MANILA, APRIL 29, 2010 (STARweek) IN MY BASKET By Lydia D. Castillo - That’s what fruit vendors normally shout out the moment a buyer comes close to their store. “Bangkok po iyan,” they’d say of mangoes, mangosteen and other fresh fruits. It’s like saying imported produce is better than local produce. It is sad to note that colonial mentality has been so ingrained in the Filipino psyche that to sell anything would entail the label “imported.”

Our mangoes have been hailed as one of the best, if not the best, in the world, so why do vendors need to do this? On the other hand, because we are not privy to the volume of harvest in the country, we can only presume that maybe local supply is not enough or we are exporting so much, we deprive our own local consumers. Then, there is the basic need to protect and help the farmers with a progressive way to make yields increase, to meet both demands. And most suspicious of all – do those which are being passed as Bangkok, really come from Thailand? Or are the tinderas and tinderos passing off local harvest as foreign to make bigger sale?

We were at Rockwell a few days ago. Along the middle aisle of the lower level is a row of fruit vendors. Looking for camote (sweet potatoes), a seller told us it was P115 a kilo and mangosteen at P200. We went to Rustan’s a few steps away and got native sweet potatoes at P52 a kilo, while mangosteen sold at P120. How about that?

At Rustan’s we noted some stuff that might interest the discriminating foodie. Big, red strawberries under the Driscoll label sells between P400 and P600 a pack. French beans, something not usually found here, are available. Cold Storage has squid rings at P140 a kilo and sole fillet for P300. The fresh section carries black lapu-lapu at P354 and talakitok at P249 a kilo. Their ground sirloin is tagged at P279 while salpicao beef is at P354. Australian striploin goes for P525. Half a kilo of this will suffice for a small family. Note – do not marinate steak over night. This must be done shortly before cooking and serving. Better still, a good piece of meat can be grilled on stove top without salt or soy sauce. Slightly brush the griller with butter or margarine. Pork kasim goes for P169 and pork chops at P209. Actually, some of their prices are lower than in other supermarkets.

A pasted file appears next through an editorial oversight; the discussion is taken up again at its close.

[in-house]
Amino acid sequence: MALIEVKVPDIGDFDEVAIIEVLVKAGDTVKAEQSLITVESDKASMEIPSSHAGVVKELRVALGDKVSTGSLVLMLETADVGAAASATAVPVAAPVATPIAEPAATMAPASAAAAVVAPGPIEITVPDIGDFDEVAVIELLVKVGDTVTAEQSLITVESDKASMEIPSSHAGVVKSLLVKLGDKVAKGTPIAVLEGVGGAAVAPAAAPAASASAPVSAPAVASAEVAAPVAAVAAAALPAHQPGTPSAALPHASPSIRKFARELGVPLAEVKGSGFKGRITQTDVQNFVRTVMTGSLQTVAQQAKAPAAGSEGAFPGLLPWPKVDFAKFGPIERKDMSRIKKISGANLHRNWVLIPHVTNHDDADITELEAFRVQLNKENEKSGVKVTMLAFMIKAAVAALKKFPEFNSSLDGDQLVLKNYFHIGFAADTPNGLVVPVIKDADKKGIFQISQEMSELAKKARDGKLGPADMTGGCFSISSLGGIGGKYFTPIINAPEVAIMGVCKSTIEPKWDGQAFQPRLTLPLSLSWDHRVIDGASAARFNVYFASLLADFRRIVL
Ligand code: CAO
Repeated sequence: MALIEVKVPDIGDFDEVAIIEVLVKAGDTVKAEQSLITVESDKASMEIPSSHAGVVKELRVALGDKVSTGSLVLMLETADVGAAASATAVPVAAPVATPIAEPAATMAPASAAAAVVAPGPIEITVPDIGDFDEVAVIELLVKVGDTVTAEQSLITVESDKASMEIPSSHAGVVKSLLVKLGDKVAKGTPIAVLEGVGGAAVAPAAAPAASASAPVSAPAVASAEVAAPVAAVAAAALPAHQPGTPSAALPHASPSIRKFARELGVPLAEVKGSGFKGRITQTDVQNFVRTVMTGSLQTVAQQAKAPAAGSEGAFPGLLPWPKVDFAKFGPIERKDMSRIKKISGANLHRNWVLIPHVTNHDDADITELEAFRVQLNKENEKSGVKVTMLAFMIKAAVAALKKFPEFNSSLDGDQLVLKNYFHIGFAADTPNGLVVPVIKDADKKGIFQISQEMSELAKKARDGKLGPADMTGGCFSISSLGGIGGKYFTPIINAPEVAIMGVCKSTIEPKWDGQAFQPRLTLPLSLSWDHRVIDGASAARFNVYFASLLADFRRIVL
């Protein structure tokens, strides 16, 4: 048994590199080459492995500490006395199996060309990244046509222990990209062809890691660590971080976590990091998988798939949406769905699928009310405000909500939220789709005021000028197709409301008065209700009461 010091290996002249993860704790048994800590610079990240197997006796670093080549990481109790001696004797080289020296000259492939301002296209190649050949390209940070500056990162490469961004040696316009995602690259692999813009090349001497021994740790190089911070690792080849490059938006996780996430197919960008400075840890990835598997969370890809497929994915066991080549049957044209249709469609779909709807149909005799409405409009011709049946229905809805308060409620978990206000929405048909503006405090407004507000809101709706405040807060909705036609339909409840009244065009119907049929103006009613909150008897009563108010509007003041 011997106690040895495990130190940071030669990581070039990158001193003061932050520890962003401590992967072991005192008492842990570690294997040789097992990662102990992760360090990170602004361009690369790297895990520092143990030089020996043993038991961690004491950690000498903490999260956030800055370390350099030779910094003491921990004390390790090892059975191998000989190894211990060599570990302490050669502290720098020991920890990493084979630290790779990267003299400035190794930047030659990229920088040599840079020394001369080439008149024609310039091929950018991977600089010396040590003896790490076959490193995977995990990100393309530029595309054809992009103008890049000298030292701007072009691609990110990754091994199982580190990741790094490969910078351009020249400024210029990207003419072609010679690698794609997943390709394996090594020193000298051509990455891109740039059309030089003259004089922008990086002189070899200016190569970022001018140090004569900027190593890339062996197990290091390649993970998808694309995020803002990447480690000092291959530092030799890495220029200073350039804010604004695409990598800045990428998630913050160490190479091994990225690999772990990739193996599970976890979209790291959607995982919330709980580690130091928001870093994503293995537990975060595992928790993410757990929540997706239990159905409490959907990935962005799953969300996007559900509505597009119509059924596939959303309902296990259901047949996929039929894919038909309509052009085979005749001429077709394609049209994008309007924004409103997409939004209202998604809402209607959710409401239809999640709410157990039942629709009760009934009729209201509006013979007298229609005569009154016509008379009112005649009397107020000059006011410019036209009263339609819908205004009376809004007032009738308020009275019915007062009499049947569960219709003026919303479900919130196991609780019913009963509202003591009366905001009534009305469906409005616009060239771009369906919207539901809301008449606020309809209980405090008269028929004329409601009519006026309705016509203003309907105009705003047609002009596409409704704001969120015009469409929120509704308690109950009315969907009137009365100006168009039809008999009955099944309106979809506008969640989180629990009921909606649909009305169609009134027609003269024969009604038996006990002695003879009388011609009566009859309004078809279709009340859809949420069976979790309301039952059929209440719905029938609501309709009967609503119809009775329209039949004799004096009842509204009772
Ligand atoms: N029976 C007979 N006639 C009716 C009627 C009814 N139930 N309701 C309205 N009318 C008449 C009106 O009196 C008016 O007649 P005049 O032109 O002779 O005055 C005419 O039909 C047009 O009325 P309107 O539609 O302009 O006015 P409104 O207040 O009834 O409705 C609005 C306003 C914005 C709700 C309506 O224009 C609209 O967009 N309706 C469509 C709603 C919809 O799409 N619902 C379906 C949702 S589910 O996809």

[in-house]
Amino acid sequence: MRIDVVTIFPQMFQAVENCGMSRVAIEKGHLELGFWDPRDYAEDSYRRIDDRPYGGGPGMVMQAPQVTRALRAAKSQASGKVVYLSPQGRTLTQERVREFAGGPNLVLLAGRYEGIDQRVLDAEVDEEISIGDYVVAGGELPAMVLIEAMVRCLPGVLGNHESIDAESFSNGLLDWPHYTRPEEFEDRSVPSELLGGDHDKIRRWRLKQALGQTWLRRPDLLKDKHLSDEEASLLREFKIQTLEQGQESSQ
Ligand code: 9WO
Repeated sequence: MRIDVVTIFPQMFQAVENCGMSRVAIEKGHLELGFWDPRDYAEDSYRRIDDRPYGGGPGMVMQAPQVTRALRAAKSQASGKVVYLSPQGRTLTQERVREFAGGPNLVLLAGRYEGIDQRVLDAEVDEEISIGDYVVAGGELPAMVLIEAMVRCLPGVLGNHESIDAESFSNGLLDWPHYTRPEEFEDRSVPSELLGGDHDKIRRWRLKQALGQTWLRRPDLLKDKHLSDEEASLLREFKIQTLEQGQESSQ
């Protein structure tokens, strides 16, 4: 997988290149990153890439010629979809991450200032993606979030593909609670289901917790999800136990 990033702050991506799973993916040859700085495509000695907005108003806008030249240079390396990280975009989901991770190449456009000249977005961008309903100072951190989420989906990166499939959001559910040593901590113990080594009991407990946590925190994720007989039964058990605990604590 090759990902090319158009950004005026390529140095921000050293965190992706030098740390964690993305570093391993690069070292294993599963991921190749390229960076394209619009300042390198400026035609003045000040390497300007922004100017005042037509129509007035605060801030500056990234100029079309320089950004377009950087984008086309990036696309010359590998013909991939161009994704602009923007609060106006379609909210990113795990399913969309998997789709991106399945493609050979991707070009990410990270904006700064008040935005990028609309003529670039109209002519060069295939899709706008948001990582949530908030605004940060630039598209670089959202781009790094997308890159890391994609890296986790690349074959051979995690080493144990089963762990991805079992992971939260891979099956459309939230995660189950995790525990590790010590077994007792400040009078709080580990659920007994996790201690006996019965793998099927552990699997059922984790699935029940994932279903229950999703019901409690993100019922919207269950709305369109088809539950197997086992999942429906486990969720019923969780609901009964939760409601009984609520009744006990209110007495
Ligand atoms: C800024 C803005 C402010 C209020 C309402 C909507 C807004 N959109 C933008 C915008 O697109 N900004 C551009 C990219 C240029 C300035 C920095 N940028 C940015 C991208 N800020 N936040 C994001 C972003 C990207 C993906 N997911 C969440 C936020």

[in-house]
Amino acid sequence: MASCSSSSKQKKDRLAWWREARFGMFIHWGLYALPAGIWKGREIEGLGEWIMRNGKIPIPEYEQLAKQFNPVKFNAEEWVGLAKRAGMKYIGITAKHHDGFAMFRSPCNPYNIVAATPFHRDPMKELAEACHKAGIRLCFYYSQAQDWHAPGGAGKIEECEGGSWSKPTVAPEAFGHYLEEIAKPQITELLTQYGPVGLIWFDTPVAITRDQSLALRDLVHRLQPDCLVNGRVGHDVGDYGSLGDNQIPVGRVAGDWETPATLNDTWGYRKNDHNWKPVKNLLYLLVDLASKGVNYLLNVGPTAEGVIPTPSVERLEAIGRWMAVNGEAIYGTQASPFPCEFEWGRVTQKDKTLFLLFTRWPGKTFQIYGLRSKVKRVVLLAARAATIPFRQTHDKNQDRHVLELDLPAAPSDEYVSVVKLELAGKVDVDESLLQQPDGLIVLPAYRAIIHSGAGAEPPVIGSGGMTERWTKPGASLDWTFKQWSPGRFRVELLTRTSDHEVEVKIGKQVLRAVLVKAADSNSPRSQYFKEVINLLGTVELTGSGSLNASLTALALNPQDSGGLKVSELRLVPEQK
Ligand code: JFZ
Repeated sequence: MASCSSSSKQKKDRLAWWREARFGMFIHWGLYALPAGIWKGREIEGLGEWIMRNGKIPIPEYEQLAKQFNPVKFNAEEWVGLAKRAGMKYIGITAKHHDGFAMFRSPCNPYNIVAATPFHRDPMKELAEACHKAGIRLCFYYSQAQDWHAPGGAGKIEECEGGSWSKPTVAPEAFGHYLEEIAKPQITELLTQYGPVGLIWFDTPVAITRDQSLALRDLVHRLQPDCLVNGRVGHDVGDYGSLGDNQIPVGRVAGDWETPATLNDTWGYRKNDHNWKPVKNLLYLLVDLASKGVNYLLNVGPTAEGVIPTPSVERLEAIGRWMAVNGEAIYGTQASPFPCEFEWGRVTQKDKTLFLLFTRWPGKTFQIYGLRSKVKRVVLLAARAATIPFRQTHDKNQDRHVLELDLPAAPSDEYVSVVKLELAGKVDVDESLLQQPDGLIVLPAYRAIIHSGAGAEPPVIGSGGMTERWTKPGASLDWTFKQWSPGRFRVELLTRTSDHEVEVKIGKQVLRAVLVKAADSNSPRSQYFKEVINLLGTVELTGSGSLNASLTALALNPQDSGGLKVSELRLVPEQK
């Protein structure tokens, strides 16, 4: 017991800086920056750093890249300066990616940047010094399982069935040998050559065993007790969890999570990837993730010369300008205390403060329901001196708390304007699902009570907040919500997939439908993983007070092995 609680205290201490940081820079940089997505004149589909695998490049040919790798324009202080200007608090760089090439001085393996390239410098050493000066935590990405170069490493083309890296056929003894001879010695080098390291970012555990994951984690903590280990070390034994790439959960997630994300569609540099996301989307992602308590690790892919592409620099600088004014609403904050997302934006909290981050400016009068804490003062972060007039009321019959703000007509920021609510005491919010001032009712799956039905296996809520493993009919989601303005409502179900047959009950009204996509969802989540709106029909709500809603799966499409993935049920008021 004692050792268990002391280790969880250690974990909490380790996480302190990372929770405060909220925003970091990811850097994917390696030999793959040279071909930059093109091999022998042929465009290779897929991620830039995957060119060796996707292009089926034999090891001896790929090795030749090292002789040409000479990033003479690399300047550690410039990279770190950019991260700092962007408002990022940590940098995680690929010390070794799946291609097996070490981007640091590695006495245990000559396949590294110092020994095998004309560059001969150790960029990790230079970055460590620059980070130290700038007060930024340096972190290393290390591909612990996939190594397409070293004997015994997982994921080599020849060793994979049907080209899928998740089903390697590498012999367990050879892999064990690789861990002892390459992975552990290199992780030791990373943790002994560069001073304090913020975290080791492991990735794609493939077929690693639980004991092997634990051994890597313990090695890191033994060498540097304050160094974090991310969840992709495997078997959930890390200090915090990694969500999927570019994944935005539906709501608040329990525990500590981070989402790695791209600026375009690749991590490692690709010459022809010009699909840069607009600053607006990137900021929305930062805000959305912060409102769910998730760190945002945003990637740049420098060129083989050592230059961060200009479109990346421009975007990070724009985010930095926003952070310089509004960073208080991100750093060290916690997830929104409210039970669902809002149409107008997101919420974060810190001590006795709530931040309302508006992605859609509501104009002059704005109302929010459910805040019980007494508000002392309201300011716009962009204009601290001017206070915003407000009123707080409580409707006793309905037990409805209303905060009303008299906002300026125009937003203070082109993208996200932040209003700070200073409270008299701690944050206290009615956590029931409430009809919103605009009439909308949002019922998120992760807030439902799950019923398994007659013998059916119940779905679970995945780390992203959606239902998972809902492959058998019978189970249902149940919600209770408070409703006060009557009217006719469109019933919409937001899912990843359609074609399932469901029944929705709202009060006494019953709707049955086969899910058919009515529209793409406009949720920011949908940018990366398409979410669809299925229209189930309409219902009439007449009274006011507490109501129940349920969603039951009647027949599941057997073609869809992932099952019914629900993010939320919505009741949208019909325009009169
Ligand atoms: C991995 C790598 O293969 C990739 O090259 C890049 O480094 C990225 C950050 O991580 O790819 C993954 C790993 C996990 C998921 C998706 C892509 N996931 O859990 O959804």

It is apparent that Rustan’s believes in protecting the environment and they are doing their bit by offering their “green line.” To start with, their selection of salad greens is extensive. They’ve also got lovely red, green and yellow capsicums. They make very good salads, colorful as well. Most of the green food items are organic and imported. Maybe local manufacturers might want to look at the possibility of producing counterpart items?

There’s a variety of teas, but what caught our attention is the rice milk under the label Full Circle, from a company in Skokie, Illinois. This is lactose-free. On the same rack are soy milk and choco milk. There is a choice of fruit jams. Olive oil from home-grown trees goes for P509; there is pasta sauce in bottles of 737 gms; yellow mustard, 258 gms at P136; even hoisin sauce. Bottles of apple juice, 1.87 liters, are available at P222 per.

Across Rustan’s is a Japanese store, Zaifu, with limited supply and a young lady who could hardly tell us the English equivalent of the labels on some unfamiliar items. One bottle we recognized was Yamase soy at P184.

We passed through Milky Way and took note of their take-home line of cooked/ready-to-eat food like beef tapa, molo soup and embutido. There is burong mangga (fermented mangoes) as well.

The Seaside paluto chain has gone to Alabang. New market-cum-restaurants are emerging on Daang Hari, off Ayala Alabang. While construction is still going on, some stores have started serving consumers. There’s a fruit stall called Kambal while the popular Aling Tonya’s has been attracting their sukis who would otherwise have to motor to Macapagal Avenue when craving for Filipino food.

Have a good shopping and eating day – both in moderation.

Chief News Editor: Sol Jose Vanzi

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